Minister of Health Terrence Deyalsingh said while he did not have any authority on where in TT Cuban nurses would be deployed to assist local medical professionals, he sought to assure local nurses that they were not disadvantaged by these additional workers.
Responding to questions at Wednesday's virtual media conference, Deyalsingh said the nurses would have been paid a dislocation allowance by the Cuban government that would assist them during their stay in TT.
He said no special allowances or provisions were made with the arrival of the 12 nurses as the protocols for visiting medical staff would be the same.
"Any citizen contracted to work abroad via government-to-government agreement, or private, those people are always paid a disclocation allowance. Depending on the nature of the contracts they may get free travel to come back and forth and other allowances that helps mitigate the inconvenience of leaving your home country to go and work in another country.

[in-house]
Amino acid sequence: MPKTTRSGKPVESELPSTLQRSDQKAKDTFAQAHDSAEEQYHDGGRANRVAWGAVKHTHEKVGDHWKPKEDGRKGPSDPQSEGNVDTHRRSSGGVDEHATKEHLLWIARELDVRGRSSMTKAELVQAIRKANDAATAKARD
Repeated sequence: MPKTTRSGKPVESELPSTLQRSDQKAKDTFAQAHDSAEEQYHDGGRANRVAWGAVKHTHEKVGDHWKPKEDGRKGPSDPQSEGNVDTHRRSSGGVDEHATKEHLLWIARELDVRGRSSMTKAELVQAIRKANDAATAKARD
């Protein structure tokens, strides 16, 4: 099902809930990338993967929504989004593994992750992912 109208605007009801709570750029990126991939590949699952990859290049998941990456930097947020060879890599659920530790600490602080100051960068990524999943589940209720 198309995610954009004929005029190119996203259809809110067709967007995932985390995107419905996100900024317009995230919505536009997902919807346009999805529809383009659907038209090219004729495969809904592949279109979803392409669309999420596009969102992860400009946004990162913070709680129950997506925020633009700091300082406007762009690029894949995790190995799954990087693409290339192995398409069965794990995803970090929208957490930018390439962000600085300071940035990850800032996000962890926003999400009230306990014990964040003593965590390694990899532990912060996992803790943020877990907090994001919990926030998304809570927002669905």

"You may have to pay rent and do other things. With the Cuban nurses that has always been the practice not just with these 12, I hope the answer is contextualised from the perspective that it is not to disadvantage local nurses."
Deyalsingh said the placement of the nurses would be done by the various Regional Health Authorities depending on the demand for staff.
In March Deyalsingh announced that Cuban nurses would be sent to TT to assist in supporting medical staff during the covid19 pandemic.
He said the nurses would not be used as a substitute for local medical staff but rather to provide support in certain areas where TT would have a shortage of workers.